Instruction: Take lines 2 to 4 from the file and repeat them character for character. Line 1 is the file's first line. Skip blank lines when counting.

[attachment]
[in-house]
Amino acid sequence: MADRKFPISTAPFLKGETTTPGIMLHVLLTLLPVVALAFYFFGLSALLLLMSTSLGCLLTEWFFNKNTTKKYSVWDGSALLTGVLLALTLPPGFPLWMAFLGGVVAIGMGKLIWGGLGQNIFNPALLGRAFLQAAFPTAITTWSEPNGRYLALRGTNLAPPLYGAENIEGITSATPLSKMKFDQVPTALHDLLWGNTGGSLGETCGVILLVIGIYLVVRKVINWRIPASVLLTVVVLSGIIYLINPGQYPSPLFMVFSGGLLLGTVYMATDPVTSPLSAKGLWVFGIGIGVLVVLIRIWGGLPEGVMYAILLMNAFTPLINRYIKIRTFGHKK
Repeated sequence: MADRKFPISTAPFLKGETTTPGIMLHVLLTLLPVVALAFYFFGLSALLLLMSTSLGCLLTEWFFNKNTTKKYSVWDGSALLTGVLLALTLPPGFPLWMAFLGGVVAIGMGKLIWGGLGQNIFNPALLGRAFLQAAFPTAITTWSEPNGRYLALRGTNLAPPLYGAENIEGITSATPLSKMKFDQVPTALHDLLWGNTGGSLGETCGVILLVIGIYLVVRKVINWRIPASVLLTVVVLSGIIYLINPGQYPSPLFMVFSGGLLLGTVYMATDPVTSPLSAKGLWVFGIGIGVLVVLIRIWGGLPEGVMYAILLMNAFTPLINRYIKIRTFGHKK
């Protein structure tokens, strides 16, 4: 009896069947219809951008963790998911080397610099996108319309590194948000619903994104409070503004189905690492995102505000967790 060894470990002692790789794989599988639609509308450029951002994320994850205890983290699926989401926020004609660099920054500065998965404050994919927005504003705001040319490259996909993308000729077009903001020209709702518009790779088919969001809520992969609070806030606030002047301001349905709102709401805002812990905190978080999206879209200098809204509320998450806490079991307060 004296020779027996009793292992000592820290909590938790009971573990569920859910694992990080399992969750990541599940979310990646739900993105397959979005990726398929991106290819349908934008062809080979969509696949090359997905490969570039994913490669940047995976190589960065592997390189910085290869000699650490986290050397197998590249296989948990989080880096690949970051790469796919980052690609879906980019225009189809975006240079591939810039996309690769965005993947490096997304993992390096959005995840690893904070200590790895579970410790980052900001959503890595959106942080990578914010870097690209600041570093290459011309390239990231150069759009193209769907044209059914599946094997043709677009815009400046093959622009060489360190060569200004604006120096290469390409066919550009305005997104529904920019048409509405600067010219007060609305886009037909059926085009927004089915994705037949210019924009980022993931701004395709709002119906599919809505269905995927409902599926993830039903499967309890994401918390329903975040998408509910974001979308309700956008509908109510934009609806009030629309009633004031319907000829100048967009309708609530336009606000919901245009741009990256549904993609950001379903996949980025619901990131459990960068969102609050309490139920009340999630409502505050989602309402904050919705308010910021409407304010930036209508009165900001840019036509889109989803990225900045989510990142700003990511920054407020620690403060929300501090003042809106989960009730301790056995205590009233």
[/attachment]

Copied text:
Amino acid sequence: MADRKFPISTAPFLKGETTTPGIMLHVLLTLLPVVALAFYFFGLSALLLLMSTSLGCLLTEWFFNKNTTKKYSVWDGSALLTGVLLALTLPPGFPLWMAFLGGVVAIGMGKLIWGGLGQNIFNPALLGRAFLQAAFPTAITTWSEPNGRYLALRGTNLAPPLYGAENIEGITSATPLSKMKFDQVPTALHDLLWGNTGGSLGETCGVILLVIGIYLVVRKVINWRIPASVLLTVVVLSGIIYLINPGQYPSPLFMVFSGGLLLGTVYMATDPVTSPLSAKGLWVFGIGIGVLVVLIRIWGGLPEGVMYAILLMNAFTPLINRYIKIRTFGHKK
Repeated sequence: MADRKFPISTAPFLKGETTTPGIMLHVLLTLLPVVALAFYFFGLSALLLLMSTSLGCLLTEWFFNKNTTKKYSVWDGSALLTGVLLALTLPPGFPLWMAFLGGVVAIGMGKLIWGGLGQNIFNPALLGRAFLQAAFPTAITTWSEPNGRYLALRGTNLAPPLYGAENIEGITSATPLSKMKFDQVPTALHDLLWGNTGGSLGETCGVILLVIGIYLVVRKVINWRIPASVLLTVVVLSGIIYLINPGQYPSPLFMVFSGGLLLGTVYMATDPVTSPLSAKGLWVFGIGIGVLVVLIRIWGGLPEGVMYAILLMNAFTPLINRYIKIRTFGHKK
């Protein structure tokens, strides 16, 4: 009896069947219809951008963790998911080397610099996108319309590194948000619903994104409070503004189905690492995102505000967790 060894470990002692790789794989599988639609509308450029951002994320994850205890983290699926989401926020004609660099920054500065998965404050994919927005504003705001040319490259996909993308000729077009903001020209709702518009790779088919969001809520992969609070806030606030002047301001349905709102709401805002812990905190978080999206879209200098809204509320998450806490079991307060 004296020779027996009793292992000592820290909590938790009971573990569920859910694992990080399992969750990541599940979310990646739900993105397959979005990726398929991106290819349908934008062809080979969509696949090359997905490969570039994913490669940047995976190589960065592997390189910085290869000699650490986290050397197998590249296989948990989080880096690949970051790469796919980052690609879906980019225009189809975006240079591939810039996309690769965005993947490096997304993992390096959005995840690893904070200590790895579970410790980052900001959503890595959106942080990578914010870097690209600041570093290459011309390239990231150069759009193209769907044209059914599946094997043709677009815009400046093959622009060489360190060569200004604006120096290469390409066919550009305005997104529904920019048409509405600067010219007060609305886009037909059926085009927004089915994705037949210019924009980022993931701004395709709002119906599919809505269905995927409902599926993830039903499967309890994401918390329903975040998408509910974001979308309700956008509908109510934009609806009030629309009633004031319907000829100048967009309708609530336009606000919901245009741009990256549904993609950001379903996949980025619901990131459990960068969102609050309490139920009340999630409502505050989602309402904050919705308010910021409407304010930036209508009165900001840019036509889109989803990225900045989510990142700003990511920054407020620690403060929300501090003042809106989960009730301790056995205590009233």